Friday, December 26, 2008

Angels Heard On High, And Low, And Everywhere In Between

The following link is to an English translation of the Pope's homily at midnight Mass. In it he speaks to some of the prayers I mentioned I had for this Christmas:

" In every child we see something of the Child of Bethlehem. Every child asks for our love. This night, then, let us think especially of those children who are denied the love of their parents. Let us think of those street children who do not have the blessing of a family home, of those children who are brutally exploited as soldiers and made instruments of violence, instead of messengers of reconciliation and peace. Let us think of those children who are victims of the industry of pornography and every other appalling form of abuse, and thus are traumatized in the depths of their soul." (Apparently even the Pope and I share connections.)

As I previously mentioned, I also prayed for the world's women. Specifically, that those who birth and nurture our children might also find some relief from the same dynamics which oppress children. This dynamic, which puts some ideas and people above other ideas and people, is not in the Christmas story.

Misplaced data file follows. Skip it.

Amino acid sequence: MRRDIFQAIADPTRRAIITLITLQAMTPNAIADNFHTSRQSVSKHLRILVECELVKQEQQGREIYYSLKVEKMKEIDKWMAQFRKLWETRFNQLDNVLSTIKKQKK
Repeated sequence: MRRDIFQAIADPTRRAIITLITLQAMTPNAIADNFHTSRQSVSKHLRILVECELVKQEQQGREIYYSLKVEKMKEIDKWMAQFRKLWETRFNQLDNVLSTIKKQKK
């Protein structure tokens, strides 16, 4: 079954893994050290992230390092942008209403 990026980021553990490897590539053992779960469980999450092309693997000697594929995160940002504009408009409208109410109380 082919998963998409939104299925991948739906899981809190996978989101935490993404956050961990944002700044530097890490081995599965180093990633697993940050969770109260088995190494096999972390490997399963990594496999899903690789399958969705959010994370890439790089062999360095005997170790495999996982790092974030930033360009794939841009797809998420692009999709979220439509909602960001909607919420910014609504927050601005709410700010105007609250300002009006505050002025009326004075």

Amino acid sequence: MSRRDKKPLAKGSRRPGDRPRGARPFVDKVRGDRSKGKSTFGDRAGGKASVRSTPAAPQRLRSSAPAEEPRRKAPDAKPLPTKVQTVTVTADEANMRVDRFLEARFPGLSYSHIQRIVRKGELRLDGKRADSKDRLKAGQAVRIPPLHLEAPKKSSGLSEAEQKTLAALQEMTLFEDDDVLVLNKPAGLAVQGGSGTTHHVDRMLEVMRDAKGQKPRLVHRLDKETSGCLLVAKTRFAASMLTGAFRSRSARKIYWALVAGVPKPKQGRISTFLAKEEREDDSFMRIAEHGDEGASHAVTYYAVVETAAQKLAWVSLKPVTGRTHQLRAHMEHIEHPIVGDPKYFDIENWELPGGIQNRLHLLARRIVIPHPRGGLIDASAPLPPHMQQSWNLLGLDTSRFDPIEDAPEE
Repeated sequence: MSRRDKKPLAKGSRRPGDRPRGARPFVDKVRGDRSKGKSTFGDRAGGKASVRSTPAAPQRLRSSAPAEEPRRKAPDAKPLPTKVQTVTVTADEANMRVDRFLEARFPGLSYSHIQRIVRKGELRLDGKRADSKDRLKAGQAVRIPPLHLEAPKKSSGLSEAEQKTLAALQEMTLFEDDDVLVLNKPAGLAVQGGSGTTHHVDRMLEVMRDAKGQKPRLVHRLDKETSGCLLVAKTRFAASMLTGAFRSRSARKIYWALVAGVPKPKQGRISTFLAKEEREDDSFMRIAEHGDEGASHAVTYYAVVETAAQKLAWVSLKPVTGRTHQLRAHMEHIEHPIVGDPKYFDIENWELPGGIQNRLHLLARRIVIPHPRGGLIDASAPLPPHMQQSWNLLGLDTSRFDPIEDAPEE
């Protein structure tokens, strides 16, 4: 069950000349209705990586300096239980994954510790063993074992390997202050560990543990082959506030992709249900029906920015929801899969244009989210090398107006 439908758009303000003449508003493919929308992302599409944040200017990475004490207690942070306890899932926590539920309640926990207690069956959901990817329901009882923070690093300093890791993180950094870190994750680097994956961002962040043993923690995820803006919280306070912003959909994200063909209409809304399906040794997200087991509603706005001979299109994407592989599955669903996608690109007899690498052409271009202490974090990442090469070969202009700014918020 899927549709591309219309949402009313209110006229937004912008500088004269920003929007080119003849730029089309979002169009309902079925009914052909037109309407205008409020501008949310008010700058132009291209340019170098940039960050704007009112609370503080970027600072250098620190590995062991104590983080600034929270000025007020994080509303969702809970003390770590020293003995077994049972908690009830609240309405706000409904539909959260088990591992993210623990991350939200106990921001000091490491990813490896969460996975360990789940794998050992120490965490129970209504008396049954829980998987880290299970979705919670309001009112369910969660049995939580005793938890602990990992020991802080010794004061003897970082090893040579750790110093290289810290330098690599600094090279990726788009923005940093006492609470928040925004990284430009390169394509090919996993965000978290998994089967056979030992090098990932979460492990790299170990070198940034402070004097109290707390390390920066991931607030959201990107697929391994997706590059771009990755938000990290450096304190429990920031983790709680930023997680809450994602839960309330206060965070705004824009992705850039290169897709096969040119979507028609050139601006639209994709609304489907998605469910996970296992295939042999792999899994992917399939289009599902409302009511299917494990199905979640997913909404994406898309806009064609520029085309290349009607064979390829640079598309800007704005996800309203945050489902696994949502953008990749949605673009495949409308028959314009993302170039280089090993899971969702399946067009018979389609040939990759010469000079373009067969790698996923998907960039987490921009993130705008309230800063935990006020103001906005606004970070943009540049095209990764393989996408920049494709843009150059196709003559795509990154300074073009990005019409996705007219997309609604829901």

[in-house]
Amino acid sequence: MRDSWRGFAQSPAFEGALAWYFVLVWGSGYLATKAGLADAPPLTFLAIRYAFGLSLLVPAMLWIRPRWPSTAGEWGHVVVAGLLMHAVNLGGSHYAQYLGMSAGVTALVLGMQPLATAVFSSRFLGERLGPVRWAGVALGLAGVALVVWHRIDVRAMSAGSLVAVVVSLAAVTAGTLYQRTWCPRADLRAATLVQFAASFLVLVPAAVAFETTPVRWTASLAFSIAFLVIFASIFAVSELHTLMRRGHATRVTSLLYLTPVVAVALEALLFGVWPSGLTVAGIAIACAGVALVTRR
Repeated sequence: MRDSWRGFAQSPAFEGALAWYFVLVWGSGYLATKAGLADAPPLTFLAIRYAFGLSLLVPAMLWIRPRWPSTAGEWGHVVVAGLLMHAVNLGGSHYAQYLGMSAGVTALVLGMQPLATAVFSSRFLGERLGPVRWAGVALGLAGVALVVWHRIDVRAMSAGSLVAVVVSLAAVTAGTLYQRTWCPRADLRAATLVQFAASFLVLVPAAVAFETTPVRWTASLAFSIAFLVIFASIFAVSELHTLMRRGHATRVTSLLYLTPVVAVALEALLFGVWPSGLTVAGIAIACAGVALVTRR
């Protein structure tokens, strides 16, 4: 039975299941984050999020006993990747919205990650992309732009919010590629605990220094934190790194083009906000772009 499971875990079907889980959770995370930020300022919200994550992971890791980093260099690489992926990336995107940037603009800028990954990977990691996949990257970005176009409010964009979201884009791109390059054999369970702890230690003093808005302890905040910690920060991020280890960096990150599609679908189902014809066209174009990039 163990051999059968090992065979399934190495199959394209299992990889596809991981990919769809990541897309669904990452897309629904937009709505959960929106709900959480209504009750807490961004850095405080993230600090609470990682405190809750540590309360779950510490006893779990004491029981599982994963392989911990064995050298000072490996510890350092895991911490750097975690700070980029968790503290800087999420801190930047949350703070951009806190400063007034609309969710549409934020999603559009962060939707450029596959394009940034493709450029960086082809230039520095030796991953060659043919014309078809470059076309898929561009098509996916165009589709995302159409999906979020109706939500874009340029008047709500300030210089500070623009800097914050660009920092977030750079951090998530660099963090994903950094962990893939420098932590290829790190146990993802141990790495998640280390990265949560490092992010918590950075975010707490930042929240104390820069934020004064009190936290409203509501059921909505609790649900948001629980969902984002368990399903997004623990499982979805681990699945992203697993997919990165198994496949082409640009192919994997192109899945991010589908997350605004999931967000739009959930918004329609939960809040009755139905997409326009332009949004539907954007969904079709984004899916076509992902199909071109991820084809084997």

In that light of hierarchical dominance, there were other things in his homily which gave me pause to think. I wondered what kind of God Benedict envisioned when he prayed. Does he really think of God like he says here:

"The Creator of the universe, the one who guides all things, is very far from us: or so he seems at the beginning. But then comes the surprising realization: The One who has no equal, who “is seated on high”, looks down upon us. He stoops down. He sees us, and he sees me. God’s looking down is much more than simply seeing from above. God’s looking is active. The fact that he sees me, that he looks at me, transforms me and the world around me.

Does Benedict really believe God is up there somewhere, 'seated on high' looking down on us? Completely separate and so not us, that we are threatened by Him? He quotes a Church Father about this:

"The medieval theologian William of Saint Thierry once said that God – from the time of Adam – saw that his grandeur provoked resistance in man, that we felt limited in our own being and threatened in our freedom. Therefore God chose a new way. He became a child. He made himself dependent and weak, in need of our love. Now – this God who has become a child says to us – you can no longer fear me, you can only love me."